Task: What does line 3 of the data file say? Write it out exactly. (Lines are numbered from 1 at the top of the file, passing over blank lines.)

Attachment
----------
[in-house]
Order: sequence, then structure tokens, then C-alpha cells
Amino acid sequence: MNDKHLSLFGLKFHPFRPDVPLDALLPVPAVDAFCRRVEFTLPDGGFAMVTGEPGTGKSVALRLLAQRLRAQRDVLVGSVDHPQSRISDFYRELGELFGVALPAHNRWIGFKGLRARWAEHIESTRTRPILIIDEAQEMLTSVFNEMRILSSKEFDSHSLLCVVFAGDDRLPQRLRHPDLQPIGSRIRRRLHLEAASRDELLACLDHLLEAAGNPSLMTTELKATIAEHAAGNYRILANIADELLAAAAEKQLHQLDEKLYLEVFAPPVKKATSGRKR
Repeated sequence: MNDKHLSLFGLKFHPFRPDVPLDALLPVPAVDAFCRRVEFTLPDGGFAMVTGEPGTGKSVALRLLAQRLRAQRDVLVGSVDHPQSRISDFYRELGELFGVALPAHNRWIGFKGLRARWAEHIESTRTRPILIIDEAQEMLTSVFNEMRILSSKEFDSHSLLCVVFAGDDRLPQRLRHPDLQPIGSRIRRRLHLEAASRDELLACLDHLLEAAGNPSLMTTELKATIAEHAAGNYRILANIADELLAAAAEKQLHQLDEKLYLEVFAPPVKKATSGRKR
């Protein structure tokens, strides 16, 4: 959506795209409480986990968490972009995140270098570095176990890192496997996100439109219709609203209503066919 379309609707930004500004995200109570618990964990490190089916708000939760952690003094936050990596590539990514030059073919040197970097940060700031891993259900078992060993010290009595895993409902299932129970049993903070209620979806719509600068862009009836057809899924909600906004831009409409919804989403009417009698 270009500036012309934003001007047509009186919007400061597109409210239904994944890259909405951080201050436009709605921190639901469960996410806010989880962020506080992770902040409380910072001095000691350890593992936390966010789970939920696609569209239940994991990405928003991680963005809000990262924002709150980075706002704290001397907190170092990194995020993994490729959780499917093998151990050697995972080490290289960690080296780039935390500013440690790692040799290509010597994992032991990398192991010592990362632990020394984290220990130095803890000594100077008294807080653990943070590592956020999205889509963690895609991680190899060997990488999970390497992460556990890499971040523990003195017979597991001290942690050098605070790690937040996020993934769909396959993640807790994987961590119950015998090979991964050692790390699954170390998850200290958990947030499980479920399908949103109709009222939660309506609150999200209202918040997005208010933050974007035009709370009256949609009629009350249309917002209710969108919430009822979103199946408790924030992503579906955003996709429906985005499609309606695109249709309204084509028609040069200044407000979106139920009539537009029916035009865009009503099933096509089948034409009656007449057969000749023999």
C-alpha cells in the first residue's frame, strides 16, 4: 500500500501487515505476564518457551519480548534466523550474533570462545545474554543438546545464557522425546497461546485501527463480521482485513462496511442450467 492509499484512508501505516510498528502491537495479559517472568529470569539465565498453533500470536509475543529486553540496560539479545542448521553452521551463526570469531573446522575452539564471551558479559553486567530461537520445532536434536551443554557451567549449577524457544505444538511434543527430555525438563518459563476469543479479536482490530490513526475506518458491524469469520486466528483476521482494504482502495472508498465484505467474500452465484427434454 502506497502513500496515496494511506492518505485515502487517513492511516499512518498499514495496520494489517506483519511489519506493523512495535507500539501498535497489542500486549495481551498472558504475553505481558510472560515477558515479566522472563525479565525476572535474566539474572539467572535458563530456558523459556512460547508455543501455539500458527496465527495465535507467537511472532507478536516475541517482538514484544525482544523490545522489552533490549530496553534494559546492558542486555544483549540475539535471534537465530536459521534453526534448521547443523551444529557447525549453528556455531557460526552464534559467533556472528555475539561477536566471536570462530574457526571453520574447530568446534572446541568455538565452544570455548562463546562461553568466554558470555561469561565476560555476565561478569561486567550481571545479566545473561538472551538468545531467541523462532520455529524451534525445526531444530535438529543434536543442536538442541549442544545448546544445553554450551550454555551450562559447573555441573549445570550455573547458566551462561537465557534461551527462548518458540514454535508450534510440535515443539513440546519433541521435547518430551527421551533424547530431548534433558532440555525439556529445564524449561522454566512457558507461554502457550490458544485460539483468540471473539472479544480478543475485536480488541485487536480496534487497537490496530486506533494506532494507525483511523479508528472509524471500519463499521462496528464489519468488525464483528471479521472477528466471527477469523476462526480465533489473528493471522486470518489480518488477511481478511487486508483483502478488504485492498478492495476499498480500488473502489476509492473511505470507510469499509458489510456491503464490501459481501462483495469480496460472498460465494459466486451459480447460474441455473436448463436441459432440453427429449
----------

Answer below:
Amino acid sequence: MNDKHLSLFGLKFHPFRPDVPLDALLPVPAVDAFCRRVEFTLPDGGFAMVTGEPGTGKSVALRLLAQRLRAQRDVLVGSVDHPQSRISDFYRELGELFGVALPAHNRWIGFKGLRARWAEHIESTRTRPILIIDEAQEMLTSVFNEMRILSSKEFDSHSLLCVVFAGDDRLPQRLRHPDLQPIGSRIRRRLHLEAASRDELLACLDHLLEAAGNPSLMTTELKATIAEHAAGNYRILANIADELLAAAAEKQLHQLDEKLYLEVFAPPVKKATSGRKR